“Thrust with thy sword even though it stab through us both.” So Darius was persuaded, and he thrust with his danger and happened to hit the Magian.
Translated by George C. Macaulay — our special project presenting the complete Herodotus with URLs for all of those people, places, events, and things which baffles and discourages modern readers.
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74. Now while these were thus taking counsel together, it was coming to pass by coincidence as follows: — The Magians taking counsel together had resolved to join Prexaspes with themselves as a friend, both because he had suffered grievous wrong from Cambyses, who had killed his son by shooting him, and because he alone knew for a certainty of the death of Smerdis the son of Cyrus, having killed him with his own hands, and finally because Prexaspes was in very great repute among the Persians. For these reasons they summoned him and endeavoured to win him to be their friend, engaging him by pledge and with oaths, that he would assuredly keep to himself and not reveal to any man the deception which had been practised by them upon the Persians, and promising to give him things innumerable in return. After Prexaspes had promised to do this, the Magians, having persuaded him so far, proposed to him a second thing, and said that they would call together all the Persians to come up to the wall of the palace, and bade him go up upon a tower and address them, saying that they were living under the rule of Smerdis the son of Cyrus and no other. This they so enjoined because they supposed that he had the greatest credit among the Persians, and because he had frequently declared the opinion that Smerdis the son of Cyrus was still alive, and had denied that he had slain him.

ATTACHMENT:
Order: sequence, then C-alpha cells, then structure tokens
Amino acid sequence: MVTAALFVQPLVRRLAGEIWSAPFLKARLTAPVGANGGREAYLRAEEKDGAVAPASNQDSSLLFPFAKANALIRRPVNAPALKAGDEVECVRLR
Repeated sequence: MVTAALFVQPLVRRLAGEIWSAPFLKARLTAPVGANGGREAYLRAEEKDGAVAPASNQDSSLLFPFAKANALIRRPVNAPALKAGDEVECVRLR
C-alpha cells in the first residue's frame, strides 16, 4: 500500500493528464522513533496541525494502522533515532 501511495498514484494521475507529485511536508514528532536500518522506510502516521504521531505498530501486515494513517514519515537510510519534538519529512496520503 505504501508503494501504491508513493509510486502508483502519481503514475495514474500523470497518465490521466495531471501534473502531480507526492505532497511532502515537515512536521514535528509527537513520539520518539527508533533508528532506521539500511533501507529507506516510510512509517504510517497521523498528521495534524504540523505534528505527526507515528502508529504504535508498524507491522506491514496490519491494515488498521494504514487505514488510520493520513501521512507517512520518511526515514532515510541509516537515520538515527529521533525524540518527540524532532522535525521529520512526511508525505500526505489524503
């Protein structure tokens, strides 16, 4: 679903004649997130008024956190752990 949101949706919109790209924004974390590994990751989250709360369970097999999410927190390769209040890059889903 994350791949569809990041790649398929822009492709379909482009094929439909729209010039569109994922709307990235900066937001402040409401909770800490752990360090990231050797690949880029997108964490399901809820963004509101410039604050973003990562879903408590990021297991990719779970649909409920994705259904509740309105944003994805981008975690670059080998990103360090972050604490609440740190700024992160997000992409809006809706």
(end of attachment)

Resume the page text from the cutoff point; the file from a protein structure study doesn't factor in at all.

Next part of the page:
75. When Prexaspes said that he was ready to do this also, the Magians having called together the Persians caused him to go up upon a tower and bade him address them. Then he chose to forget those things which they asked of him, and beginning with Achaimenes he traced the descent of Cyrus on the father’s side, and then, when he came down to Cyrus, he related at last what great benefits he had conferred upon the Persians; and having gone through this recital he proceeded to declare the truth, saying that formerly he kept it secret, since it was not safe for him to tell of that which had been done, but at the present time he was compelled to make it known. He proceeded to say how he had himself slain Smerdis the son of Cyrus, being compelled by Cambyses, and that it was the Magians who were now ruling. Then he made imprecation of many evils on the Persians, if they did not win back again the power and take vengeance upon the Magians, and upon that he let himself fall down from the tower head foremost. Thus Prexaspes ended his life, having been throughout his time a man of repute.